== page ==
Distortion in history introduced by foreigners and readily accepted by Marxist historians confounded our thought processes in the later half of the 20th century and prevented political scientists and thinkers from looking for the roots of our nationhood. However, the mainstream thinking in early decades of 20th century was different. The famous trio of freedom movement Bal, Pal and Lal – Bal Gangadhar Lokmanya Tilak, Bipin Chandra Pal and Lala Lajpat Rai – who dominated the political scene in that period proudly and unambiguously believed India to be a Hindu nation. Bipin Chandra Pal, in his Nationality and Empire (1916) describes the freedom movement as “essentially a Hindu movement for the consolidation of Hindu nationalism”. He goes on to elaborate that Hindu nationalism is the product of Hindu philosophy and thought processes and insists that Muslim rule over India for centuries failed to destroy the integrity of Hindu culture. “Nationalism is by no means a mere political idea or ideal. It is something that touches every department of our collective life and activity…In fact, politics forms, from certain points of view, the least important factor of this nation-idea among us,” he argues. Supreme Court of India too in a series of judgments held that Hinduism or Hindutava can’t be confined to the narrow limits of religion alone, excluding the content of Indian culture and heritage. Suffice it to say that Hindu nationhood has territorial, civilisational and cultural dimensions.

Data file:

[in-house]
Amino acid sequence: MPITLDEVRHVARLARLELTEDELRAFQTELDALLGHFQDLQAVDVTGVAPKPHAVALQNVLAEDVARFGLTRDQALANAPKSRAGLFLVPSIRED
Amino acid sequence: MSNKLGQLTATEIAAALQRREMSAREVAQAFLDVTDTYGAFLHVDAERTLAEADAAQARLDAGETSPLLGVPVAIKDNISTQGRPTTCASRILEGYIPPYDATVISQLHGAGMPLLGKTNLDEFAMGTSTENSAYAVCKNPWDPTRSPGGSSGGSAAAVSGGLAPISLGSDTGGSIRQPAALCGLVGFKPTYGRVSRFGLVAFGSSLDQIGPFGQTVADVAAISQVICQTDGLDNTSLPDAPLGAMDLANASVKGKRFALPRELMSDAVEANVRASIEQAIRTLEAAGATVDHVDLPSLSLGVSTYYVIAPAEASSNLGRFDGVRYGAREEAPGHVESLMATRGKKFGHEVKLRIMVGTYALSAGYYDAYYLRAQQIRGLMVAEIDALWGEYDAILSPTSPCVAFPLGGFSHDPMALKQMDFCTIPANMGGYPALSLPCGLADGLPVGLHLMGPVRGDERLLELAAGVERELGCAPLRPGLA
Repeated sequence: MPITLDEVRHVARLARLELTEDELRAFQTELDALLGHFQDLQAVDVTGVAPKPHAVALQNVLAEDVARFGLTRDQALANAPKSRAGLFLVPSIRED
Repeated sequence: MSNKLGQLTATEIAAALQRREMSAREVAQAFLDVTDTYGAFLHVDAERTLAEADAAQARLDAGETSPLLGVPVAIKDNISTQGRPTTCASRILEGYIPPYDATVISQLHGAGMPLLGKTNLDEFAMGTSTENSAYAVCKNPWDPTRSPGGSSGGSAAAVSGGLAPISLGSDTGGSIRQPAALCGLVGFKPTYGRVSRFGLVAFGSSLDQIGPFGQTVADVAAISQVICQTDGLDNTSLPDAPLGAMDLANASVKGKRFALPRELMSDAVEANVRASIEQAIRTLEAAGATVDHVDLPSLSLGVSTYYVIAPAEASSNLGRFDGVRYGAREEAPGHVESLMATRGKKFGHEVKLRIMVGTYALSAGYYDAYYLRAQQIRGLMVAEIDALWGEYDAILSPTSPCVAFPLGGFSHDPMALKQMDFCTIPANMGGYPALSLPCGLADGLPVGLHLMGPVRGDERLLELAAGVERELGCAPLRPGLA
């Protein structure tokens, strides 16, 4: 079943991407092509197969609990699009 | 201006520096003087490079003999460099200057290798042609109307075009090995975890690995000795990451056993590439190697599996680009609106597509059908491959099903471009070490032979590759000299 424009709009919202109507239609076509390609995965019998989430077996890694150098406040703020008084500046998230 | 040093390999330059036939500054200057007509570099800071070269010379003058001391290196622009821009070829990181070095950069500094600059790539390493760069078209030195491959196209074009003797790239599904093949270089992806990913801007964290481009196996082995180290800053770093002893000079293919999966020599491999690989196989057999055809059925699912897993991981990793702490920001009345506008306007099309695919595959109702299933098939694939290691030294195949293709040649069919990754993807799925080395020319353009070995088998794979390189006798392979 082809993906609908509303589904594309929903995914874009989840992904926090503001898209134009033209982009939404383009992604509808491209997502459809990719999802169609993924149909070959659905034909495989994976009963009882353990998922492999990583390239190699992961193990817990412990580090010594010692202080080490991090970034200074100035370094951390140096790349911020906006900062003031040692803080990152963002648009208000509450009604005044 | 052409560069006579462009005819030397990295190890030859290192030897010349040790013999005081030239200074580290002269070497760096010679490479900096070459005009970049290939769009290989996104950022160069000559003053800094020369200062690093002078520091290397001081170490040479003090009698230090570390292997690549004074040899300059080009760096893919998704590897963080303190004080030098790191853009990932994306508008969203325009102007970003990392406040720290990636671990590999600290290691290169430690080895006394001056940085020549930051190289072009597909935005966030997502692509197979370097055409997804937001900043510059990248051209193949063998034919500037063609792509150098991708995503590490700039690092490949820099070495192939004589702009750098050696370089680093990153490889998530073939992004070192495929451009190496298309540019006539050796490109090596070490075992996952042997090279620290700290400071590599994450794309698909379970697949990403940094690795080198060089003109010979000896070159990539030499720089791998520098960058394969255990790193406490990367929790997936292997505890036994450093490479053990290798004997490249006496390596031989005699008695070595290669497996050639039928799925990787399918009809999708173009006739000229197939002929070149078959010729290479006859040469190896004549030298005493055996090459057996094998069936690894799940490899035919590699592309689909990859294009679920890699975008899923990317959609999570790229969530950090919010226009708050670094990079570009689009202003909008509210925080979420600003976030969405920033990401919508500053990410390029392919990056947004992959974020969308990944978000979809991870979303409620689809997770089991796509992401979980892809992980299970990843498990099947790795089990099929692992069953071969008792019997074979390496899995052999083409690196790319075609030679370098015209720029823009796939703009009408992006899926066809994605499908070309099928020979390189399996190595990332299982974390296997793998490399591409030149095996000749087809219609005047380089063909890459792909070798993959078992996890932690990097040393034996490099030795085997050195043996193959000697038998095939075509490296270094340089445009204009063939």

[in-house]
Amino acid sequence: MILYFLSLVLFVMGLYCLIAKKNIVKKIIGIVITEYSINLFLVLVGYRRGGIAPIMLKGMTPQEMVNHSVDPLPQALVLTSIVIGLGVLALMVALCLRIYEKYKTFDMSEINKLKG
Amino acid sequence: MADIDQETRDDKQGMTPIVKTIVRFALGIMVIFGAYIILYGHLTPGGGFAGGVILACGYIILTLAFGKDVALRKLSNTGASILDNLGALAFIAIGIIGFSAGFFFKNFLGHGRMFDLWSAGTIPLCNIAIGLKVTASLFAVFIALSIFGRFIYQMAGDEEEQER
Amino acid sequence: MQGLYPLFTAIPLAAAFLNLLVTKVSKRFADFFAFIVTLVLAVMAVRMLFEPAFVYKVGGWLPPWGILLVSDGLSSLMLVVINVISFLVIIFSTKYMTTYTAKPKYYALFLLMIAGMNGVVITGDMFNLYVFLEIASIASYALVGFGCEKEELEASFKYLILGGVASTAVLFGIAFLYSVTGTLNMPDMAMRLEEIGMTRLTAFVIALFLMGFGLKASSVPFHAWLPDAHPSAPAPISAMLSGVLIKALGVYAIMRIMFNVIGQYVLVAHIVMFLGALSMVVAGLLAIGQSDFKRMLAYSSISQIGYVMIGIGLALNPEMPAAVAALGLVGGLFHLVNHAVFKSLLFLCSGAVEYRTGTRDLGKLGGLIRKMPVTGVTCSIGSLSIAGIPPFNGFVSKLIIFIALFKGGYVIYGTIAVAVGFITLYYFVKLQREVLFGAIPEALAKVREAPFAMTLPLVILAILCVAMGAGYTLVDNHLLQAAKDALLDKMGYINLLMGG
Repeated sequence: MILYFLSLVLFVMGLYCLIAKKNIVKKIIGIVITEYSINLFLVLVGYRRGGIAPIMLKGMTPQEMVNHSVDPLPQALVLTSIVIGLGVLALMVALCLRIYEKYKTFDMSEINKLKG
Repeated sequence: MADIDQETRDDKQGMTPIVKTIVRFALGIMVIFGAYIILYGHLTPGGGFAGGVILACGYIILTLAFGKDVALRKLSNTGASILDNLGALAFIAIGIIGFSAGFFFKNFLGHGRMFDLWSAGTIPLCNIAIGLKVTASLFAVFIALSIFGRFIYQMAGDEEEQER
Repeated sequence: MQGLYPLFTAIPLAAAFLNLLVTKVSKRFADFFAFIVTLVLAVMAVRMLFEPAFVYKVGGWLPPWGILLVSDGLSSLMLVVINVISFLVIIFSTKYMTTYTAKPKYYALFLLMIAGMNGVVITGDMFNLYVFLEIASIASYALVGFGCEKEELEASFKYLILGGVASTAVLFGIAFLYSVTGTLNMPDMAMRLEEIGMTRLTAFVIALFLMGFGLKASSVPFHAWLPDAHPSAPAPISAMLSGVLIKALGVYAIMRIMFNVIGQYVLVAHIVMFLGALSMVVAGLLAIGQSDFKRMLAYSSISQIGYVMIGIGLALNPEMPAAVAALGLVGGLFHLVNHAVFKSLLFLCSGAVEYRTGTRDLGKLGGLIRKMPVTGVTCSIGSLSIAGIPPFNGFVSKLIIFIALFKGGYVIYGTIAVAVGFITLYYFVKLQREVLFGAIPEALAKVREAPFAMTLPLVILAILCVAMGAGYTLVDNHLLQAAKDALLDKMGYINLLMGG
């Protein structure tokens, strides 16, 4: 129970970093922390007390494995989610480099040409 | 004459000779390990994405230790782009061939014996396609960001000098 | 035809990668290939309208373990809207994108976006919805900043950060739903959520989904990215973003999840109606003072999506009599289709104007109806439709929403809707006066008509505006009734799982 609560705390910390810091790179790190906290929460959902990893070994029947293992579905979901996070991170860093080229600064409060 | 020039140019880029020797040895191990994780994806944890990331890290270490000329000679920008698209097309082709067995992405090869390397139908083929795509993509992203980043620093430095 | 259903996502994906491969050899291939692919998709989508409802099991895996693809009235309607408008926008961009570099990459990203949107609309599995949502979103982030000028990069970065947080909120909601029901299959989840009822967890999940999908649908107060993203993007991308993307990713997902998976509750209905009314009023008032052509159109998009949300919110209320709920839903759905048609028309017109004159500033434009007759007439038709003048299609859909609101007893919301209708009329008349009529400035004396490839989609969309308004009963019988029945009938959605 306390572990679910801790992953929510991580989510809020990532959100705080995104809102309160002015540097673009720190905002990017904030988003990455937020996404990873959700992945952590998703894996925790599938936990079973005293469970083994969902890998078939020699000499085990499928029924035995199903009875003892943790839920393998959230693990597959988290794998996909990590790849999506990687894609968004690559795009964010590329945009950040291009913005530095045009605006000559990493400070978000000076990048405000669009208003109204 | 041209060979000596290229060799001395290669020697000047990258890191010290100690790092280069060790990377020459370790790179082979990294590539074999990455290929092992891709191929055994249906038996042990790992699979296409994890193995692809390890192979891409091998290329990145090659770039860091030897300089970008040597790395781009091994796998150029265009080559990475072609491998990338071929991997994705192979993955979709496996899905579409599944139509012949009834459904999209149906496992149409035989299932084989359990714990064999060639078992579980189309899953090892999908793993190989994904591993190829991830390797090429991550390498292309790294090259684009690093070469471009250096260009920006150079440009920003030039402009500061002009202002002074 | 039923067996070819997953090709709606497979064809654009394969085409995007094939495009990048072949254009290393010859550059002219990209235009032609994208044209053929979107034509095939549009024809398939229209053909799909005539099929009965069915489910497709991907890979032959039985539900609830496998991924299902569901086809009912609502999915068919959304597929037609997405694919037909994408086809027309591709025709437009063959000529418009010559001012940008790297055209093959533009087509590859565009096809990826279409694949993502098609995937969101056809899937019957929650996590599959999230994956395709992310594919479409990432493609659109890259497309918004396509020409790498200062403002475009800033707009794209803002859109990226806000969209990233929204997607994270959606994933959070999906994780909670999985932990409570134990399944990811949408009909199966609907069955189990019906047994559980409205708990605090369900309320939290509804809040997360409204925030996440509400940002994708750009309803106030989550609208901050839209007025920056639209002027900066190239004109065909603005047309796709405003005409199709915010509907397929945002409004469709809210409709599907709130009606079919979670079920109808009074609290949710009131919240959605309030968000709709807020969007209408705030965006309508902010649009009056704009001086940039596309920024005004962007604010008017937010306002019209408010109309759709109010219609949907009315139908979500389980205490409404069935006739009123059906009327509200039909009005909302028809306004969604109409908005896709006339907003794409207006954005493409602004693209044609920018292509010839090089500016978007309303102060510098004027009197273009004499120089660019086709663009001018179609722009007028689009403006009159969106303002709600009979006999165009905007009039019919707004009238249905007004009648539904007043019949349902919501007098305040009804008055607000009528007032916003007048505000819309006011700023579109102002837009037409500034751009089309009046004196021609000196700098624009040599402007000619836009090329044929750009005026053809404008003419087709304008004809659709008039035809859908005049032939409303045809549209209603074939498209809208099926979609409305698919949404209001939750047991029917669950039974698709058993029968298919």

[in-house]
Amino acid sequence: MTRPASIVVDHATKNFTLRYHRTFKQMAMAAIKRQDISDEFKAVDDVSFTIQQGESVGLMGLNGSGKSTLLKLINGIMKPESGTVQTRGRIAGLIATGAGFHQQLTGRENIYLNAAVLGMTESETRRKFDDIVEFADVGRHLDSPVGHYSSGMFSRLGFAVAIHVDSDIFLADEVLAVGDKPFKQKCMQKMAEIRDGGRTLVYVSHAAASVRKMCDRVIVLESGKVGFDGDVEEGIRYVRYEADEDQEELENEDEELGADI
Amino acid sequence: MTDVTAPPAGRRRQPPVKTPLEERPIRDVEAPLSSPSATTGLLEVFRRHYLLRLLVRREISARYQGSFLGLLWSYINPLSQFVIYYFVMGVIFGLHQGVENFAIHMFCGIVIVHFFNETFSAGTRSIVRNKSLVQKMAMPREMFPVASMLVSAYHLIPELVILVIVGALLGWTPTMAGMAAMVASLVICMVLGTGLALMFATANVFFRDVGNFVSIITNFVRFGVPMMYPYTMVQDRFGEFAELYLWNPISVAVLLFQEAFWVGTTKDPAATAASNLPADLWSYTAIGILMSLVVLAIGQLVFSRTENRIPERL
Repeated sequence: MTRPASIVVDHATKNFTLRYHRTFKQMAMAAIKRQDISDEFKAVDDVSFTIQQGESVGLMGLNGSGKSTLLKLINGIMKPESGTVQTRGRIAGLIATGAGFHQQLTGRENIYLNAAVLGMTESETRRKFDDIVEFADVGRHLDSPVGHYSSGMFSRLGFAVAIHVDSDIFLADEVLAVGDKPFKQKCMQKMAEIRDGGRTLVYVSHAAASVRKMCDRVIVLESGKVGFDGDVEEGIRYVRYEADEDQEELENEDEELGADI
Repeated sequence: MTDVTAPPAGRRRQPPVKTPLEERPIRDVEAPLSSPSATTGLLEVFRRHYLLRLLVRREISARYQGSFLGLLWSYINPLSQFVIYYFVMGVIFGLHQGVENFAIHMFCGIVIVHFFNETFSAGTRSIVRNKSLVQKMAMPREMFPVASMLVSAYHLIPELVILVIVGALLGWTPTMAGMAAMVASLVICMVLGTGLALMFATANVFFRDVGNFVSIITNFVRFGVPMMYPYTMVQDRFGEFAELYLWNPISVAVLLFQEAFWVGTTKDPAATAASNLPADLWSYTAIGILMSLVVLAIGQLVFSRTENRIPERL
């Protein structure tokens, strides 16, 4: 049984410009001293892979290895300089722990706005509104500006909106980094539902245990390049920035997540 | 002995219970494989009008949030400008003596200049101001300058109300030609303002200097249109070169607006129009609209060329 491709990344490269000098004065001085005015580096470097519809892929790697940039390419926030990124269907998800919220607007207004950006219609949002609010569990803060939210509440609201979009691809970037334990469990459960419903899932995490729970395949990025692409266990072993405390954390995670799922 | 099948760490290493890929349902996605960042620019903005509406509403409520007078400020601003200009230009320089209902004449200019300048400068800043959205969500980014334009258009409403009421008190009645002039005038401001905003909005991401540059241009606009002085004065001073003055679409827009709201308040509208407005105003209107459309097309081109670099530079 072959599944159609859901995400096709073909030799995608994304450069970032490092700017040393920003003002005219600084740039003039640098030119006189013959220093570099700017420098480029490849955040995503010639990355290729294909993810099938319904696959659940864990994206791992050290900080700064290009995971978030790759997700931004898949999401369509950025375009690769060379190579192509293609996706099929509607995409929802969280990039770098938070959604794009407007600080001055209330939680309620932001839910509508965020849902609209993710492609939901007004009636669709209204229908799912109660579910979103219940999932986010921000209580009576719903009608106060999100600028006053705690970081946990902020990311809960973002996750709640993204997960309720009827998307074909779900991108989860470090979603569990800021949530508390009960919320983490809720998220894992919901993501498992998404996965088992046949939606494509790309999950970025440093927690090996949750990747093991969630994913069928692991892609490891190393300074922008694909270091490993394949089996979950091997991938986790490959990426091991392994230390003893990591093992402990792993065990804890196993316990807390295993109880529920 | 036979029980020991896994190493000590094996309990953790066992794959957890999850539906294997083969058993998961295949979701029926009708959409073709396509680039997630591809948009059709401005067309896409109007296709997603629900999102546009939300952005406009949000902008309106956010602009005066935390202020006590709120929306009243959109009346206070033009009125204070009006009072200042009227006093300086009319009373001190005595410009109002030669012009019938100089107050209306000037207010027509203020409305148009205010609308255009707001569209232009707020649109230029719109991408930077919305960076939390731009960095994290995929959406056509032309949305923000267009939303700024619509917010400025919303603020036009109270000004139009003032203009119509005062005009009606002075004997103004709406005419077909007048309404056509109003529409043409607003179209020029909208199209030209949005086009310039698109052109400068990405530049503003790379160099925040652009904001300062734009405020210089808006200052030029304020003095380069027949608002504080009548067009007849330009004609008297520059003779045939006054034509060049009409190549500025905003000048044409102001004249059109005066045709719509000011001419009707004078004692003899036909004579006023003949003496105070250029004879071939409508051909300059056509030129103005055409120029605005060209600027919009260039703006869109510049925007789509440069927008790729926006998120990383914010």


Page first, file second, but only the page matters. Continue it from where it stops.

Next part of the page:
Much of the confusion about our national identity has been caused by the flawed perception that religion and dharma are synonyms. Characteristics of a religion are, thus, automatically attributed to the larger concept of dharma. Religion is a creed or a sect. It is a system of beliefs and practices relating to the sacred uniting the adherent in a community. It is a comparatively narrow concept that believes in one sacred book, a messenger and a God likes the ones in Judaism, Christianity and Islam. They believe there is only one path to the achievement of the highest spiritual goal. Religions with roots in India do believe that their path is supreme but unlike Abrahamic religions they are not intolerant of other faiths and accept that all paths lead to the Supreme. dharma, a much wider concept, is concerned with all aspects of life. Fundamental principles of dharma are eternal and universal. It transcends religions and holds that all paths lead to the same goal as beautifully expressed in the Vedic maxim: Ekam Sadvipraha Bahudha Vadanti (Truth is one, savants tell it variously). M V Nadkarni in his work Hinduism – a Gandhian perspective points out that traditional term for Hinduism is Sanatana Dharma. That, he argues, doesn’t connote fixed, let alone stagnant. Sanatana means eternal. It doesn’t mean orthodox or conservative. The secret of Hinduism’s endurance for millennia is its dynamism. The quality of dynamism is closely related to tolerance for pluralism, for diversity, for inclusiveness and, thus, to liberalism in its purest form.